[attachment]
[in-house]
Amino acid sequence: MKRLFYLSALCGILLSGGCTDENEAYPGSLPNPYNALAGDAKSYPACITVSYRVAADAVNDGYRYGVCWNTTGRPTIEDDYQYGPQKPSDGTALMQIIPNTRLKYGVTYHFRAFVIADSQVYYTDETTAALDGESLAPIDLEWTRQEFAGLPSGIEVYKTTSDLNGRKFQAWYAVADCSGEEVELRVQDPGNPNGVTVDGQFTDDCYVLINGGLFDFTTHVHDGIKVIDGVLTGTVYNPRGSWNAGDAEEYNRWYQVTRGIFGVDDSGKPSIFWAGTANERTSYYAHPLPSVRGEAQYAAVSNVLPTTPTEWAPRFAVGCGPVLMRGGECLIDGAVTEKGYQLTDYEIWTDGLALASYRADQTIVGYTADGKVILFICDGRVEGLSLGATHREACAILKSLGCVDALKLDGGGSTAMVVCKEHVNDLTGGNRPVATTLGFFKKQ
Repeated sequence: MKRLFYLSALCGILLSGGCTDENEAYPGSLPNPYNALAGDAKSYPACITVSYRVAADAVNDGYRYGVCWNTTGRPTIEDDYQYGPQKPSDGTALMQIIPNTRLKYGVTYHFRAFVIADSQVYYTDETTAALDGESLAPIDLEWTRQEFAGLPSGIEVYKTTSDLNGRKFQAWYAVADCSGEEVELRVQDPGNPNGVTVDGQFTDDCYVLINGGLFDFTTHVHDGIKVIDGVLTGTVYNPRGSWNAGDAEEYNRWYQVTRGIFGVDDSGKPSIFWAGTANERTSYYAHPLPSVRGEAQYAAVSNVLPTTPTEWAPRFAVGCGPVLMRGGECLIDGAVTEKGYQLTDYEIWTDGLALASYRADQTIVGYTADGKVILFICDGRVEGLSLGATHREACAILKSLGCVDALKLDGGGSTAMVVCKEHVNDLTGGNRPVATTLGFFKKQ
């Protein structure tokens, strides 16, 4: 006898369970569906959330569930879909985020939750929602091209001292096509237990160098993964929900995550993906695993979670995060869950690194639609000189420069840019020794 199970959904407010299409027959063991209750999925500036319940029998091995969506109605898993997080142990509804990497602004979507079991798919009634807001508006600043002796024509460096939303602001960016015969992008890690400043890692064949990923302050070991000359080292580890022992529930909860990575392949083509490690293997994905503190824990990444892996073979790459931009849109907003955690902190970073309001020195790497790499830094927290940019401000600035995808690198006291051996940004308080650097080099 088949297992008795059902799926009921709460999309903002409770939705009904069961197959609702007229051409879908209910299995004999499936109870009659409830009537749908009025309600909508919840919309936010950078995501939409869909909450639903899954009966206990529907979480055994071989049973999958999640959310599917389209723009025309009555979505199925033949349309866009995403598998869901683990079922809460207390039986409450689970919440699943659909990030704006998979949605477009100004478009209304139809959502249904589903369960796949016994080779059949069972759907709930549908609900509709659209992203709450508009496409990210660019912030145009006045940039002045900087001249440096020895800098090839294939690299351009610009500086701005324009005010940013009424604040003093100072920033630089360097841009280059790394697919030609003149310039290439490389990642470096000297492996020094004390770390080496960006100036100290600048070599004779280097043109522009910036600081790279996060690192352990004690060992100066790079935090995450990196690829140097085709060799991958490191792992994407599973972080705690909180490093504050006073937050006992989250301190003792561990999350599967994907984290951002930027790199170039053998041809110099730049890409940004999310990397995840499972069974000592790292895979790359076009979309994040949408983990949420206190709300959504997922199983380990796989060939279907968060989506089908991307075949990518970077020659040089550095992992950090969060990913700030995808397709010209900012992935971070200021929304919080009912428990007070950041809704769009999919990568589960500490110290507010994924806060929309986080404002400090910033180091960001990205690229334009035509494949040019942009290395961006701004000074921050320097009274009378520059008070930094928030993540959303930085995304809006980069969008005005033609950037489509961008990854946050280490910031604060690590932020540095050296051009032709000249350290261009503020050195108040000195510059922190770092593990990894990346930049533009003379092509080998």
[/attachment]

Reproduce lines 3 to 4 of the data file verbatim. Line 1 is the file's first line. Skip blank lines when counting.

Repeated sequence: MKRLFYLSALCGILLSGGCTDENEAYPGSLPNPYNALAGDAKSYPACITVSYRVAADAVNDGYRYGVCWNTTGRPTIEDDYQYGPQKPSDGTALMQIIPNTRLKYGVTYHFRAFVIADSQVYYTDETTAALDGESLAPIDLEWTRQEFAGLPSGIEVYKTTSDLNGRKFQAWYAVADCSGEEVELRVQDPGNPNGVTVDGQFTDDCYVLINGGLFDFTTHVHDGIKVIDGVLTGTVYNPRGSWNAGDAEEYNRWYQVTRGIFGVDDSGKPSIFWAGTANERTSYYAHPLPSVRGEAQYAAVSNVLPTTPTEWAPRFAVGCGPVLMRGGECLIDGAVTEKGYQLTDYEIWTDGLALASYRADQTIVGYTADGKVILFICDGRVEGLSLGATHREACAILKSLGCVDALKLDGGGSTAMVVCKEHVNDLTGGNRPVATTLGFFKKQ
């Protein structure tokens, strides 16, 4: 006898369970569906959330569930879909985020939750929602091209001292096509237990160098993964929900995550993906695993979670995060869950690194639609000189420069840019020794 199970959904407010299409027959063991209750999925500036319940029998091995969506109605898993997080142990509804990497602004979507079991798919009634807001508006600043002796024509460096939303602001960016015969992008890690400043890692064949990923302050070991000359080292580890022992529930909860990575392949083509490690293997994905503190824990990444892996073979790459931009849109907003955690902190970073309001020195790497790499830094927290940019401000600035995808690198006291051996940004308080650097080099 088949297992008795059902799926009921709460999309903002409770939705009904069961197959609702007229051409879908209910299995004999499936109870009659409830009537749908009025309600909508919840919309936010950078995501939409869909909450639903899954009966206990529907979480055994071989049973999958999640959310599917389209723009025309009555979505199925033949349309866009995403598998869901683990079922809460207390039986409450689970919440699943659909990030704006998979949605477009100004478009209304139809959502249904589903369960796949016994080779059949069972759907709930549908609900509709659209992203709450508009496409990210660019912030145009006045940039002045900087001249440096020895800098090839294939690299351009610009500086701005324009005010940013009424604040003093100072920033630089360097841009280059790394697919030609003149310039290439490389990642470096000297492996020094004390770390080496960006100036100290600048070599004779280097043109522009910036600081790279996060690192352990004690060992100066790079935090995450990196690829140097085709060799991958490191792992994407599973972080705690909180490093504050006073937050006992989250301190003792561990999350599967994907984290951002930027790199170039053998041809110099730049890409940004999310990397995840499972069974000592790292895979790359076009979309994040949408983990949420206190709300959504997922199983380990796989060939279907968060989506089908991307075949990518970077020659040089550095992992950090969060990913700030995808397709010209900012992935971070200021929304919080009912428990007070950041809704769009999919990568589960500490110290507010994924806060929309986080404002400090910033180091960001990205690229334009035509494949040019942009290395961006701004000074921050320097009274009378520059008070930094928030993540959303930085995304809006980069969008005005033609950037489509961008990854946050280490910031604060690590932020540095050296051009032709000249350290261009503020050195108040000195510059922190770092593990990894990346930049533009003379092509080998």